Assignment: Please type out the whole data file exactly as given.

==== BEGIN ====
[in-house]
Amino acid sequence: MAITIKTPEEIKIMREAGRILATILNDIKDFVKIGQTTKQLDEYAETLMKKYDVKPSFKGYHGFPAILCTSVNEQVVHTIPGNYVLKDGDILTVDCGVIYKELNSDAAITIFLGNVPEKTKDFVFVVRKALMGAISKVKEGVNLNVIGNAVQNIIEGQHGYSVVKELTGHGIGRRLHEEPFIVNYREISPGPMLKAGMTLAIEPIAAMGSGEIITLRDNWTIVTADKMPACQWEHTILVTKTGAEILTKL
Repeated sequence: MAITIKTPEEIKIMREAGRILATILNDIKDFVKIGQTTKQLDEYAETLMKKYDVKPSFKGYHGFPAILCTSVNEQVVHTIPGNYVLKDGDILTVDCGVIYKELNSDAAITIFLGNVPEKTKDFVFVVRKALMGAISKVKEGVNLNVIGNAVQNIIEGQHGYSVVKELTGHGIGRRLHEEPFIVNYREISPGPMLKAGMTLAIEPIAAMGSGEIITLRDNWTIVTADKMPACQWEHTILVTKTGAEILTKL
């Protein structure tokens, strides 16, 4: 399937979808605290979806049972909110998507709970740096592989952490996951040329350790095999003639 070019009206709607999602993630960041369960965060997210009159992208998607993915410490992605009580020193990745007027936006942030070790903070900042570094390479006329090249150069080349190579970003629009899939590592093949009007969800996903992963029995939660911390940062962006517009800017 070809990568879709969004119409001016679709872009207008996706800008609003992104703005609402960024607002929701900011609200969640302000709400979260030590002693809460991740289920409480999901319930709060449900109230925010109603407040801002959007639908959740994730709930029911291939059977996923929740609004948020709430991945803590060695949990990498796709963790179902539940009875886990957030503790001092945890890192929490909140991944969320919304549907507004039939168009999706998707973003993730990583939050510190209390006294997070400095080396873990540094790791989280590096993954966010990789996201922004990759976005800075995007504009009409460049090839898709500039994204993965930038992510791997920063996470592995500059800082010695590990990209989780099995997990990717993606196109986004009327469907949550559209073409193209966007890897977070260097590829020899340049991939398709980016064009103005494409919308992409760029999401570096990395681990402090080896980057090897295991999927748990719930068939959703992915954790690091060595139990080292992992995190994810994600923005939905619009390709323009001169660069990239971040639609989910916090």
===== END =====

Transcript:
[in-house]
Amino acid sequence: MAITIKTPEEIKIMREAGRILATILNDIKDFVKIGQTTKQLDEYAETLMKKYDVKPSFKGYHGFPAILCTSVNEQVVHTIPGNYVLKDGDILTVDCGVIYKELNSDAAITIFLGNVPEKTKDFVFVVRKALMGAISKVKEGVNLNVIGNAVQNIIEGQHGYSVVKELTGHGIGRRLHEEPFIVNYREISPGPMLKAGMTLAIEPIAAMGSGEIITLRDNWTIVTADKMPACQWEHTILVTKTGAEILTKL
Repeated sequence: MAITIKTPEEIKIMREAGRILATILNDIKDFVKIGQTTKQLDEYAETLMKKYDVKPSFKGYHGFPAILCTSVNEQVVHTIPGNYVLKDGDILTVDCGVIYKELNSDAAITIFLGNVPEKTKDFVFVVRKALMGAISKVKEGVNLNVIGNAVQNIIEGQHGYSVVKELTGHGIGRRLHEEPFIVNYREISPGPMLKAGMTLAIEPIAAMGSGEIITLRDNWTIVTADKMPACQWEHTILVTKTGAEILTKL
């Protein structure tokens, strides 16, 4: 399937979808605290979806049972909110998507709970740096592989952490996951040329350790095999003639 070019009206709607999602993630960041369960965060997210009159992208998607993915410490992605009580020193990745007027936006942030070790903070900042570094390479006329090249150069080349190579970003629009899939590592093949009007969800996903992963029995939660911390940062962006517009800017 070809990568879709969004119409001016679709872009207008996706800008609003992104703005609402960024607002929701900011609200969640302000709400979260030590002693809460991740289920409480999901319930709060449900109230925010109603407040801002959007639908959740994730709930029911291939059977996923929740609004948020709430991945803590060695949990990498796709963790179902539940009875886990957030503790001092945890890192929490909140991944969320919304549907507004039939168009999706998707973003993730990583939050510190209390006294997070400095080396873990540094790791989280590096993954966010990789996201922004990759976005800075995007504009009409460049090839898709500039994204993965930038992510791997920063996470592995500059800082010695590990990209989780099995997990990717993606196109986004009327469907949550559209073409193209966007890897977070260097590829020899340049991939398709980016064009103005494409919308992409760029999401570096990395681990402090080896980057090897295991999927748990719930068939959703992915954790690091060595139990080292992992995190994810994600923005939905619009390709323009001169660069990239971040639609989910916090």